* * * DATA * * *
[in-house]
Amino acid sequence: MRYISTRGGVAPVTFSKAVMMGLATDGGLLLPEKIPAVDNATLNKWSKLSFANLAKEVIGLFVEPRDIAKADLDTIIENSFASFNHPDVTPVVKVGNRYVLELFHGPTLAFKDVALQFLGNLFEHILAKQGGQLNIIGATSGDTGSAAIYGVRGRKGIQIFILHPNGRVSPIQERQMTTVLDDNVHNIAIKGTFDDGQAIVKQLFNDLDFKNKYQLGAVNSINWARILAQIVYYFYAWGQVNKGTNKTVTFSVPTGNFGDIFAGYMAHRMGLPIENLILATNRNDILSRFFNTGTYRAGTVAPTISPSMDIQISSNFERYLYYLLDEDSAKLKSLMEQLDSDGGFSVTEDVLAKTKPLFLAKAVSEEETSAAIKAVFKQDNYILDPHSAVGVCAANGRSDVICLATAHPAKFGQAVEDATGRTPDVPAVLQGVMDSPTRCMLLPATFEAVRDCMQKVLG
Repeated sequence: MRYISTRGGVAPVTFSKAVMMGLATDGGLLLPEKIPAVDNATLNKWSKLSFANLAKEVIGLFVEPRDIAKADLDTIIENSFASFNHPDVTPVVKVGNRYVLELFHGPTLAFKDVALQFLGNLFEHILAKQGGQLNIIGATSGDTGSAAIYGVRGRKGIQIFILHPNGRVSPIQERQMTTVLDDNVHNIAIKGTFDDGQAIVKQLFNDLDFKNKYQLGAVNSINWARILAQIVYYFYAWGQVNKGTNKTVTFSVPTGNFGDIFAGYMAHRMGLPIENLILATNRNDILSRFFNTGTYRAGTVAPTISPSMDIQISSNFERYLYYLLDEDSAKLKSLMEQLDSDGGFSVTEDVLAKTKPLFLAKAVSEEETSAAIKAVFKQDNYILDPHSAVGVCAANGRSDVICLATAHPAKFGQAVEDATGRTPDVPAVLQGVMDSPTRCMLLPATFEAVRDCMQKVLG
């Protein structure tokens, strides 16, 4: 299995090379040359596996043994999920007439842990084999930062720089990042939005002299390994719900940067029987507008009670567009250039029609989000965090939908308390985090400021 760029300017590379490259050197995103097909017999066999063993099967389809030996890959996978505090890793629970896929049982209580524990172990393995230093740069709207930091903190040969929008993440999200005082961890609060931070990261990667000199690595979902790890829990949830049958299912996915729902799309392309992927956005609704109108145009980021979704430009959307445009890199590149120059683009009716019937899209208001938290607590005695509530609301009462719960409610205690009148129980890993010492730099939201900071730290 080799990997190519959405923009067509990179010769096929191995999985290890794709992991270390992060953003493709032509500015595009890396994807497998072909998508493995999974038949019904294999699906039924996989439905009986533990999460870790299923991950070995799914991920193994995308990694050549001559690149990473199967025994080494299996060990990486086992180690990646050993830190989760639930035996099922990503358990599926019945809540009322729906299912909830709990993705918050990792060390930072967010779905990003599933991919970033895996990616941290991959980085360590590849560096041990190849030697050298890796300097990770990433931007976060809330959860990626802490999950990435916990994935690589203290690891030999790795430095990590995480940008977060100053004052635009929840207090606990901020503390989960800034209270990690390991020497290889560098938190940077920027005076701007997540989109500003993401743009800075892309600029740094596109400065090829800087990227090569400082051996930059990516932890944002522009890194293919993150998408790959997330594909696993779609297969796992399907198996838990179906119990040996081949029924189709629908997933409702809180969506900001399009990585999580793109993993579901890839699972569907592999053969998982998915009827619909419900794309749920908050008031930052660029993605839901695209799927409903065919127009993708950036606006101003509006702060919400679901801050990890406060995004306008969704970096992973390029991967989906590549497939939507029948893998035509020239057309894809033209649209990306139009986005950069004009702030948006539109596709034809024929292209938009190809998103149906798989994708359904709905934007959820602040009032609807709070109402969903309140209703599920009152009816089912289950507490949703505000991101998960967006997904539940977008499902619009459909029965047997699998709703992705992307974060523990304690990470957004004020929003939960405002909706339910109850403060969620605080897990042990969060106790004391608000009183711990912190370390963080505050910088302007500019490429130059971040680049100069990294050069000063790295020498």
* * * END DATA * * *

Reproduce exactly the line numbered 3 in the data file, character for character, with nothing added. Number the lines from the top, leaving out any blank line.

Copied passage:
Repeated sequence: MRYISTRGGVAPVTFSKAVMMGLATDGGLLLPEKIPAVDNATLNKWSKLSFANLAKEVIGLFVEPRDIAKADLDTIIENSFASFNHPDVTPVVKVGNRYVLELFHGPTLAFKDVALQFLGNLFEHILAKQGGQLNIIGATSGDTGSAAIYGVRGRKGIQIFILHPNGRVSPIQERQMTTVLDDNVHNIAIKGTFDDGQAIVKQLFNDLDFKNKYQLGAVNSINWARILAQIVYYFYAWGQVNKGTNKTVTFSVPTGNFGDIFAGYMAHRMGLPIENLILATNRNDILSRFFNTGTYRAGTVAPTISPSMDIQISSNFERYLYYLLDEDSAKLKSLMEQLDSDGGFSVTEDVLAKTKPLFLAKAVSEEETSAAIKAVFKQDNYILDPHSAVGVCAANGRSDVICLATAHPAKFGQAVEDATGRTPDVPAVLQGVMDSPTRCMLLPATFEAVRDCMQKVLG